“Again with the voting?!”, Vyhovsky spat. “Is everything a vote?” He gestured to the people in the room. “Are they a vote?” He gestured at the scanner. “Is it a vote?”, he snarled at Kim. “We are not in a position to vote. Voting wastes time needed for repair, and maintenance.” He took a ragged breath. Thompson could hear his voice starting to rasp from all the angry shouting. “We no what we need to do, no voting needed to know the station needs maintenance. We need to hold on until we can find out what we need to do.” He looked up at the ceiling, then to the floor, and finally to Kim once more. “This hamster cage make us all crazy.” Kim gave Vyhovsky a strangled look, and Ingers looked back at him as if he’d heard something. Kim shook his head, and seemed to calm. “You are right, friend Eugeni, all this does change one, if they allow it to.”
Vyhovsky blinked in surprise at Kim’s statement, obviously expecting something more venomous. Thompson watched the two slowly wind down from the near-conflict. He looked carefully at Roels and Salila, watching their reactions. They are the ones who are going to be pushed the hardest in all this. By trying to stay out of the middle, they’re putting themselves square in it. Me and Eugeni on one, Ingers and Kim on the other. They’re the deciding factor regardless of how much they want to be left out. He looked back over to Vyhovsky, who was gliding to the exit. He looked hunched up, as if tired of the whole situation. Kim’s been riding hikm with little things ever since they started arguing about Ingers. How much has that taken out of each of them?
Thompson shrugged, then floated over towards Roels and Salila Shukla, who were at that moment getting food packs out of the storage. Thompson noticed neither ever tried to look around, but concentrated solely on procuring and readying the food. He bumped the table as he used it to brake his drift through the room, which startled both Roels and Salila. Thompson noted Ingers long, calculating glance towards the three of them before he left the galley. Kim waited as Ingers left then launched himself at the trio across the room. Thompson moved to the side to let Kim brake by bumping the table, as he did. He made certain that Kim landed to his right while keeping the others to his left, effectively blocking Kim from speaking directly to them.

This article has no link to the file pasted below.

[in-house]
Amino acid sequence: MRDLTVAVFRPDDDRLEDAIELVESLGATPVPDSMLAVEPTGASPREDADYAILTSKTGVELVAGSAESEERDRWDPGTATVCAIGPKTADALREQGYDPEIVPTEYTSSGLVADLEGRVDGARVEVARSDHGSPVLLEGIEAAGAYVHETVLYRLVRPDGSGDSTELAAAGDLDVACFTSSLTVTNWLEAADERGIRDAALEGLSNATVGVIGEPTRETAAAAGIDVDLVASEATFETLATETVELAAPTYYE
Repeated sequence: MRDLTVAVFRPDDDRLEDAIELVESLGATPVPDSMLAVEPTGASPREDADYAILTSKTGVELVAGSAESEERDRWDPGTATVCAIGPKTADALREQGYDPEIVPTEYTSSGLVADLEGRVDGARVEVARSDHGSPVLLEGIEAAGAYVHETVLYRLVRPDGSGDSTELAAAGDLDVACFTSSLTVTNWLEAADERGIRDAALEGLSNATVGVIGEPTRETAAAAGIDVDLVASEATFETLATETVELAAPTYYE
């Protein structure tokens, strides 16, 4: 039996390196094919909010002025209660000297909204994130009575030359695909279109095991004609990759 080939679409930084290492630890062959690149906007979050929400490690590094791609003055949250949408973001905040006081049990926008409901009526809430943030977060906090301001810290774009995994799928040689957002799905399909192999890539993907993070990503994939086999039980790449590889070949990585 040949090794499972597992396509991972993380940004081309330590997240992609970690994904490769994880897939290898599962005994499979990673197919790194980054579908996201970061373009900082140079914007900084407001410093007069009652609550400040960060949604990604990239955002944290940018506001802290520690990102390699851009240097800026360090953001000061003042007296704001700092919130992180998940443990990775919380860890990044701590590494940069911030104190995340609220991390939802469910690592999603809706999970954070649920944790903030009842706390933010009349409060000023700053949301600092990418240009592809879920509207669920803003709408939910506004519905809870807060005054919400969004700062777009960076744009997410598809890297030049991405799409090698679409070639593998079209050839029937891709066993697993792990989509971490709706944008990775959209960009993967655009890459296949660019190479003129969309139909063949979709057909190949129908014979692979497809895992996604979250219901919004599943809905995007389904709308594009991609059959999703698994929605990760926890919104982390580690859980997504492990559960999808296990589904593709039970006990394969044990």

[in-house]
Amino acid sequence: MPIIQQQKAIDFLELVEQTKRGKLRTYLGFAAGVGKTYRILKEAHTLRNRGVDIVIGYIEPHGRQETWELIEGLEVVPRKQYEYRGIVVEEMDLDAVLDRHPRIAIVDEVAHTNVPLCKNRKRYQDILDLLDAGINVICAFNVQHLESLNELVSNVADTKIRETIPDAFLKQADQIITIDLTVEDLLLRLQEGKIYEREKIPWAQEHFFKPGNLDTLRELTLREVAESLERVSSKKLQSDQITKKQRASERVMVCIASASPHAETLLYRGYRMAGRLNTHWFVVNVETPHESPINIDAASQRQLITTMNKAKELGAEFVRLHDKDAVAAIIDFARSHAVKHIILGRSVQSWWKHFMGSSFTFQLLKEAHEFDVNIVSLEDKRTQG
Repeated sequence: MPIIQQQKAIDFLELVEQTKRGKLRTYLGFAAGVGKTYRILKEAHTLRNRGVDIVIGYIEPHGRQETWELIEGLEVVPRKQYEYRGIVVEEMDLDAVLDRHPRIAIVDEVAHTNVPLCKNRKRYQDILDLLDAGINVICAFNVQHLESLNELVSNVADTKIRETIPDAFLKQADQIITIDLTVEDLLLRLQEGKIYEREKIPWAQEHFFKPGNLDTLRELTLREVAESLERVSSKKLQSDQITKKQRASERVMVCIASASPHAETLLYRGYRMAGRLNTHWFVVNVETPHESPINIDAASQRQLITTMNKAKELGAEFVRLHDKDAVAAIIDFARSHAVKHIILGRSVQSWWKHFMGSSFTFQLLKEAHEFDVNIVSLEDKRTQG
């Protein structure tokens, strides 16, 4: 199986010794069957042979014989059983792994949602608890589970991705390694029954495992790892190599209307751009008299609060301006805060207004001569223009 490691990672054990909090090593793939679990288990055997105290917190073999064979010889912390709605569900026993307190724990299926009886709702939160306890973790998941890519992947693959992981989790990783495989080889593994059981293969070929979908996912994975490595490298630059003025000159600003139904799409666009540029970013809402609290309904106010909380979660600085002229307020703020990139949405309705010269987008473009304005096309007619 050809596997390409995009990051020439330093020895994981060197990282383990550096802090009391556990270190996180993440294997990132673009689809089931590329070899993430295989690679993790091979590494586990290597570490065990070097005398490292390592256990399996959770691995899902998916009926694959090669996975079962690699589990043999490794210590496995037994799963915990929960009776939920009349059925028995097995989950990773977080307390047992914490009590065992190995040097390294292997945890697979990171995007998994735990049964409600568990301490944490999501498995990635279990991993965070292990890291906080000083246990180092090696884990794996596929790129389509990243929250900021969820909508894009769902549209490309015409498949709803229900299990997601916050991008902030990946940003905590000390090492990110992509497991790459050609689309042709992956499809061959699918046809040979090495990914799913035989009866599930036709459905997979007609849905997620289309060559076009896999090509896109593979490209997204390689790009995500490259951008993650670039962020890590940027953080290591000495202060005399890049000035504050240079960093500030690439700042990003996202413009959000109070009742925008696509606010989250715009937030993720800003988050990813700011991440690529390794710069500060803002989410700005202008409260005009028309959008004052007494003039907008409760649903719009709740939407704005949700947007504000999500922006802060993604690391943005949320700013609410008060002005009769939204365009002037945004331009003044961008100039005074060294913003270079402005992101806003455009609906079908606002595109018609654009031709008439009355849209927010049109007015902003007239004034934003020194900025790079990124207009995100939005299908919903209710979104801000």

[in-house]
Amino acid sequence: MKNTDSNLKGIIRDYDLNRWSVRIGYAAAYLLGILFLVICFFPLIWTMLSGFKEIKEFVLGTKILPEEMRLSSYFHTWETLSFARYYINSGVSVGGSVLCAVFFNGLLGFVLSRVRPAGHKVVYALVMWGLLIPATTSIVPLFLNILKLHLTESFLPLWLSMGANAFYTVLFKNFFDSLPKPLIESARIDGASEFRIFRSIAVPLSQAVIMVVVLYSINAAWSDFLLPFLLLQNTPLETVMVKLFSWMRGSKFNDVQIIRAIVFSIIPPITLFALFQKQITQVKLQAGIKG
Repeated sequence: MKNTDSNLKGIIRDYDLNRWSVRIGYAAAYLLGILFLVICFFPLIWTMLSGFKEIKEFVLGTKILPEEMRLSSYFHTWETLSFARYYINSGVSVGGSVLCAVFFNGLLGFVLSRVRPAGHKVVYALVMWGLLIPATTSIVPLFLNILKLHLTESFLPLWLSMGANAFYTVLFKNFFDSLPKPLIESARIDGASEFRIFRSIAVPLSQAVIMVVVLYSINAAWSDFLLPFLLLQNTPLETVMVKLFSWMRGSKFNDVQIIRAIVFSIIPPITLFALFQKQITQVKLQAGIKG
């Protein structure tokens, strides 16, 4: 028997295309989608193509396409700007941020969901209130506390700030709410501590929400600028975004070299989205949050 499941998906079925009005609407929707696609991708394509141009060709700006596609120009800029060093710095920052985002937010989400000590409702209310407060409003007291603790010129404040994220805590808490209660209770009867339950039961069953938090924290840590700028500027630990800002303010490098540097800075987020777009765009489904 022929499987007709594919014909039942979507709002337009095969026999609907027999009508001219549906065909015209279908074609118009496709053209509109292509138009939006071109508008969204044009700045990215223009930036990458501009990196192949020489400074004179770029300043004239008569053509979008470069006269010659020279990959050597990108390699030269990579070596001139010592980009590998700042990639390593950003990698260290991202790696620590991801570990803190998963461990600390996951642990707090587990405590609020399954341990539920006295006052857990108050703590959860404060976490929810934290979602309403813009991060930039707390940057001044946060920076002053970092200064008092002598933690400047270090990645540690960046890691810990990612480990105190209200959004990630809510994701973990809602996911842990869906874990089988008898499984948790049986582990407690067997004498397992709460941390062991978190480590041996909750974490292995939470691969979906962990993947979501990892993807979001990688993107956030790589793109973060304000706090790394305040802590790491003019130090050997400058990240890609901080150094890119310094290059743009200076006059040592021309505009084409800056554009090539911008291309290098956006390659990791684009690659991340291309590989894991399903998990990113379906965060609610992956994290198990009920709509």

“We are needing to find a way to deal with our situation. I know small spats occur on all missions, but none really have had to deal with the same conditions as this. There must be an open way to air difficulties”, He stated as Thompson floated across the table to get himself and Kim a food pack. He pulled one out, checked the title, then gave it a slow push towards Kim, who caught it and nodded as he read the pack label. “This is a good one. Thank you, David”, Kim said with a tired smile. “It is your favorite. I swear, if you’d been the one doing the ordering that would be all we’d have in the storage locker”, Thompson teased him. Kim’s face twisted angrily for a moment, then he slapped his hand down on the table and pulled himself to one of the ergo chairs, hooking his feet into it. “You, are right”, he said with a forced smile.